In simple terms, greywater is the water that comes from the bath, shower, washbasin and laundry. It is normally moderately polluted with soap and everything that washes off clothes and people.
Blackwater is what flows from the toilet - it is heavily contaminated with faeces, urine, toilet paper and whatever else people put down the toilet.
Although water draining from the kitchen sink and dishwasher is also, strictly speaking, greywater, it is normally quite full of grease and fat, so is not included with the other greywater streams.
If greywater is properly managed, it can be used for garden watering, but there are several safeguards needed, and you must comply with local authority regulations.
A universal requirement is that greywater may not be stored; it must either be irrigated or treated immediately. There are various devices available from hardware stores and from plumbing supply shops, which can connect into a washing machine or into an inspection cap to pipe the greywater out to the garden. At the simplest level, of course, shower water can be collected in a bucket and taken to the garden by hand, as can bathwater.
For a more elaborate arrangement a plumber should be employed. But it is important to ensure that there is never any risk of greywater flowing off your property to a neighbour's. It's also important to note that greywater can still carry infection, especially if babies' nappies are washed, or if someone in the household is suffering from a waterborne disease.
The Model Guidelines for Domestic Grey Water Reuse for Australia * define greywater as wastewater from bathtubs, showers, bathroom wash basins, washing machines and laundry tubs. It excludes untreated household sewage, wastewater from kitchen sinks, dishwashers, garbage disposal units, laundry water from soiled nappies or washwater from domestic animals. Thus further segregation of grey water complicates the plumbing alterations and household practices required for an approved recycling system. * UWRAA Report 107 available AWA Bookshop
The Model Guidelines lay down construction and operation standards intended to prevent system blockages, leaks, overflows, foul odours, over-irrigation of gardens, contamination of drinking water and washing water, damage to the environment and general plumbing malfunctions while delivering the water to where it can be reused.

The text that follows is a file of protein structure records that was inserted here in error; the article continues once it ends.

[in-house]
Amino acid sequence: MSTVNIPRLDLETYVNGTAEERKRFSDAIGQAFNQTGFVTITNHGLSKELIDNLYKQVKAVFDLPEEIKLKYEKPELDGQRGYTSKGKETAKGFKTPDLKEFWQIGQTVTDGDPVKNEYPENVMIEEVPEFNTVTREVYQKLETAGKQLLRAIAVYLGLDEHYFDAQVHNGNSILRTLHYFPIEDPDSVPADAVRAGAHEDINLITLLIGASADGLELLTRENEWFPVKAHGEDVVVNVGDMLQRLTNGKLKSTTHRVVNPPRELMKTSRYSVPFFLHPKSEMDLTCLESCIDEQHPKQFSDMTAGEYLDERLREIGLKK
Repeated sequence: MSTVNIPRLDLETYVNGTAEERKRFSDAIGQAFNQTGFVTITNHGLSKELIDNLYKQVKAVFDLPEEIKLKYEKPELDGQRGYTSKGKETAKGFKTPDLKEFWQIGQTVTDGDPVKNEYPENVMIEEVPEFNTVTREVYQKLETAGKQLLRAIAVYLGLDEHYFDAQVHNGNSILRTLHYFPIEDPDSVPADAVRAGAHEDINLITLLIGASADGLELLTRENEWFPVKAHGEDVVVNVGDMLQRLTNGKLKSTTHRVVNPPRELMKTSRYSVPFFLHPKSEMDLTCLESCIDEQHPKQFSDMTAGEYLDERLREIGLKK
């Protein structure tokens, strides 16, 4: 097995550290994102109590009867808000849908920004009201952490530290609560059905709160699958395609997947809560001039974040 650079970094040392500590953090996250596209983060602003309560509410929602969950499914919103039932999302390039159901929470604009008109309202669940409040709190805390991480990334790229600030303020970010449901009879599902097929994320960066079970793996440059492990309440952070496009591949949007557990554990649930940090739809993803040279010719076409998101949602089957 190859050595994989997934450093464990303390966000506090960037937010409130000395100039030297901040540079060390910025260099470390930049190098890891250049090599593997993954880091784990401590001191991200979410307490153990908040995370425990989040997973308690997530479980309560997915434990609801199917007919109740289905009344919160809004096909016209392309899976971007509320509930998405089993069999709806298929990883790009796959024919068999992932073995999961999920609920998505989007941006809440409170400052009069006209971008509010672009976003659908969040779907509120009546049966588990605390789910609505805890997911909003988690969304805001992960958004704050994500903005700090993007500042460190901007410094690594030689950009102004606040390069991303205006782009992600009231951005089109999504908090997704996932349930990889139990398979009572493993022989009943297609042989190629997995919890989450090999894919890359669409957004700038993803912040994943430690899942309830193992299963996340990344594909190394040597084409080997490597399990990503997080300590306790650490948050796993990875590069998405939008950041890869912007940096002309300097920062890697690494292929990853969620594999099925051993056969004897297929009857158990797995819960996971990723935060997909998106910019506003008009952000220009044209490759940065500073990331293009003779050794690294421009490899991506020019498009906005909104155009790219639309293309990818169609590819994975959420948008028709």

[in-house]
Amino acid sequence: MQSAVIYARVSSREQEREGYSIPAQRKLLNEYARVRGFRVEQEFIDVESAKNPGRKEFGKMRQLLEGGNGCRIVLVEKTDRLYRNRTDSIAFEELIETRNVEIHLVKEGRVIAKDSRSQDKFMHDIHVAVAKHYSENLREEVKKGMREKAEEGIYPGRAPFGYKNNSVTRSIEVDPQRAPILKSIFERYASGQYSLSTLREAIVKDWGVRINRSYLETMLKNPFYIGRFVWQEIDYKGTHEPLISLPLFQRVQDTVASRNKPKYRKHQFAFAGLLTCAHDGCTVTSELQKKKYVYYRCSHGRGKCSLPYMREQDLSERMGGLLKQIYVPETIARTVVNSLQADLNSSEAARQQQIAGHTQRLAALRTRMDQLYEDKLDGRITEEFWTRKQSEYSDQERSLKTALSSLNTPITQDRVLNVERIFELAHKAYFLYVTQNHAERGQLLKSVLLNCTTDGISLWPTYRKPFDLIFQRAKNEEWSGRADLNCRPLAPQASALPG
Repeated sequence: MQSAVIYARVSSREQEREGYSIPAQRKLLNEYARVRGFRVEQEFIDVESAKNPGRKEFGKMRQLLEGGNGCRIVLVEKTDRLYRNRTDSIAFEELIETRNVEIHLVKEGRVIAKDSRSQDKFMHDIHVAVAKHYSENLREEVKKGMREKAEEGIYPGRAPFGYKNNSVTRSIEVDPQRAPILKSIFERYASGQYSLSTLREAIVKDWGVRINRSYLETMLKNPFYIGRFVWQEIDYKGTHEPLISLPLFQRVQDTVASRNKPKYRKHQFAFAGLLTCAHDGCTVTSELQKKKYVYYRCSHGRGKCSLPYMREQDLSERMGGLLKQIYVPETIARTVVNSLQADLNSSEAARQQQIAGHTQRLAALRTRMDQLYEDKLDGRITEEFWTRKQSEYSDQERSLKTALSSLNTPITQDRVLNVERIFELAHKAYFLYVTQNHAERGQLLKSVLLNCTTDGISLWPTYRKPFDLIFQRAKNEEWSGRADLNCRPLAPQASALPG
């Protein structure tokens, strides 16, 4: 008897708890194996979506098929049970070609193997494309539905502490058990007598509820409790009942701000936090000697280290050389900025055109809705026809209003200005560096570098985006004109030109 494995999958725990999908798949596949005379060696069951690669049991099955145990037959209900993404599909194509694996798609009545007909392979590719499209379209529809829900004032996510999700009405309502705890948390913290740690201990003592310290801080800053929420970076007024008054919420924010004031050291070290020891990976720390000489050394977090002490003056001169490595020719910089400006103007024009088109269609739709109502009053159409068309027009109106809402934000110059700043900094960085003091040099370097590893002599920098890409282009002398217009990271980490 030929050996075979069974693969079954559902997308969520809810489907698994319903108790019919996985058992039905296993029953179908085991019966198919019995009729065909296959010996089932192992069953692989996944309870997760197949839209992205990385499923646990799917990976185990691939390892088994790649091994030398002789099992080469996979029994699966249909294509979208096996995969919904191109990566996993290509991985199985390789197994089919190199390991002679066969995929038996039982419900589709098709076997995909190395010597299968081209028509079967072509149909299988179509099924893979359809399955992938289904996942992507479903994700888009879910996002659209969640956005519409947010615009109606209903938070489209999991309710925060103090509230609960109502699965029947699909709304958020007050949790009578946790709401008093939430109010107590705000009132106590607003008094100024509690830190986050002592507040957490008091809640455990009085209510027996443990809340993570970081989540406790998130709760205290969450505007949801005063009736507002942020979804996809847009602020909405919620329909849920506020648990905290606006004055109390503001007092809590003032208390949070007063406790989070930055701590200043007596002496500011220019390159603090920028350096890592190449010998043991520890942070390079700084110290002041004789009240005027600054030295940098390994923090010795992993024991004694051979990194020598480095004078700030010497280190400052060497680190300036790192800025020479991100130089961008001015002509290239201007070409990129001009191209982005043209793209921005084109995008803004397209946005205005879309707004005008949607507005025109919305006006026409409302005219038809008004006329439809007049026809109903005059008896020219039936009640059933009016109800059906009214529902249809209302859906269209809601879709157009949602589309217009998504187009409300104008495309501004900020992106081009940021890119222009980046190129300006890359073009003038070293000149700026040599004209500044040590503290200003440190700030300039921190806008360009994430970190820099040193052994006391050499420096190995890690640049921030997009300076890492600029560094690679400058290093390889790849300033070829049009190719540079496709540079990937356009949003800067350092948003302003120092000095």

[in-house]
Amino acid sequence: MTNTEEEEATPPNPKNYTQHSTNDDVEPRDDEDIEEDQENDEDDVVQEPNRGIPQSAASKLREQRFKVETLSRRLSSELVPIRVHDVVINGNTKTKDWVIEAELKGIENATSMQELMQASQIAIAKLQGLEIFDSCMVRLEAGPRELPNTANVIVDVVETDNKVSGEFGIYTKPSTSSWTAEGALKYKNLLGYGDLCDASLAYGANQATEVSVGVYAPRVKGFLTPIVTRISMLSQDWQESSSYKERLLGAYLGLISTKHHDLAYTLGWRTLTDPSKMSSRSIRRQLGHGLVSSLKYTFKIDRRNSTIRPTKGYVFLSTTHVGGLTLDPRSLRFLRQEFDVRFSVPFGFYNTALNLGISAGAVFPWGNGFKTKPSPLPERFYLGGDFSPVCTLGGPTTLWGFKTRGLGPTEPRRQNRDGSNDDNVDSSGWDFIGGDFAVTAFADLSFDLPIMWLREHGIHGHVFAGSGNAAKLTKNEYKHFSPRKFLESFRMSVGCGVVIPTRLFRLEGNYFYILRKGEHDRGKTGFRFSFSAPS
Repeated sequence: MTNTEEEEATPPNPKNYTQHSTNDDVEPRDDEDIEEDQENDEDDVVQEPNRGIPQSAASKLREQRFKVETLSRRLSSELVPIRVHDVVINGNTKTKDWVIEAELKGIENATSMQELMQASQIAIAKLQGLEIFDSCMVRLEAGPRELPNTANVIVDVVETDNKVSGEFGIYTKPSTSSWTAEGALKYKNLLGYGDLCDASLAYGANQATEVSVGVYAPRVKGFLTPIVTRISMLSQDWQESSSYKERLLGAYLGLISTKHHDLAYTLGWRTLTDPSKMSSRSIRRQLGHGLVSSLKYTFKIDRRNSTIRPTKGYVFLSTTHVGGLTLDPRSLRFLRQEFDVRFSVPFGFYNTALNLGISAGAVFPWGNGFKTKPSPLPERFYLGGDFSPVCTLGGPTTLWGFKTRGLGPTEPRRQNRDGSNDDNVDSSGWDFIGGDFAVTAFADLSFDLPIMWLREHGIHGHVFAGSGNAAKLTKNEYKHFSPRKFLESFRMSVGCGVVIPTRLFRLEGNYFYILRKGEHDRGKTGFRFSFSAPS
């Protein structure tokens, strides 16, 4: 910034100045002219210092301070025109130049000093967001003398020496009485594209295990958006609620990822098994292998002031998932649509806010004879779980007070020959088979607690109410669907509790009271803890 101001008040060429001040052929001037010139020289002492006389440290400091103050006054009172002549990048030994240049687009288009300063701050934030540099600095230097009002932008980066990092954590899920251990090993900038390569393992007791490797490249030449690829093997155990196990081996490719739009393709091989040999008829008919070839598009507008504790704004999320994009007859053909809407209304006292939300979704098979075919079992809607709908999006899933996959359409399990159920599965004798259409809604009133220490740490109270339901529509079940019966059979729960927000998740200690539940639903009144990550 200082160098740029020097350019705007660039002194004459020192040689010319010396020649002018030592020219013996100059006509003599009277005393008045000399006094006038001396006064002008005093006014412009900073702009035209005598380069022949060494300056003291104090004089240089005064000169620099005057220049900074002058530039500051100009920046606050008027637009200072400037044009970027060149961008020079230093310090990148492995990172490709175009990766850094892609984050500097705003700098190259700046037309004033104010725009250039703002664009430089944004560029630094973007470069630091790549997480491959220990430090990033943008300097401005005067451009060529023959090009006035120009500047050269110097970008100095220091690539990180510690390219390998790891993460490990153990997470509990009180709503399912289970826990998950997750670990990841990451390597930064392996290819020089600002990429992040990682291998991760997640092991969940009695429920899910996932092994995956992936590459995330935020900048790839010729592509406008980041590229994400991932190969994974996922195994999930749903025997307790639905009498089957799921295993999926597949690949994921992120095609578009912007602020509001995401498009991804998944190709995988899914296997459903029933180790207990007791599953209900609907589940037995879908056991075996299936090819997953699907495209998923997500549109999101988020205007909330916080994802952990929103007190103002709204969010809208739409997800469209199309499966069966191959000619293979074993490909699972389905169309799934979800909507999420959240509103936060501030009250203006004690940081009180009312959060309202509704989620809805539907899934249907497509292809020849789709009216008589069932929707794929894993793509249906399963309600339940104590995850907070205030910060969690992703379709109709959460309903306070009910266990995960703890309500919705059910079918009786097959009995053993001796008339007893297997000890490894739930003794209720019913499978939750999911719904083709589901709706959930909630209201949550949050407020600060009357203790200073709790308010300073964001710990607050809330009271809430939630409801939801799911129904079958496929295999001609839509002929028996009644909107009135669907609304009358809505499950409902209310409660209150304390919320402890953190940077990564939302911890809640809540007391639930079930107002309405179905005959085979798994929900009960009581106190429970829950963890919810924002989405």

Application restrictions require that:
* Greywater cannot be used for toilet flushing
* Backflow devices must be installed to avoid contaminating mains supply
* Colour code pipework and fittings
* Install overflow to the sewer
* Maintain grey water operating pressures below mains pressure
* Avoid contact with humans and on food crops
* Avoid applying greywater where it can reach land surfaces, waterways etc
* Sign post irrigated areas RECYCLED WATER - DO NOT DRINK - AVOID CONTACT
* Absorption trenches such as those used for septic effluent must not be used
* No evapotranspiration trenches are to be used
No unapproved use be made of swimming pool and spa overflow water.
Local water authorities will require:
* A permit specifically to apply to the household owner as well as the house itself (new owner needs to reapply for a new permit for existing grey water system)
* Installation of connections to plumbing by a licensed plumber only
* System must meet Australian standards and be approved by local authority
* System must be pre-tested prior to approval
Use of treated greywater on garde
Treated grey water should only be used on the garden during dry weather because after rain, the water can spill onto neighbouring land. It is also wise to avoid additional fertiliser when applying grey water.
The model guidelines lay down strict conditions for the garden reuse area and your garden distribution system will need to be below ground.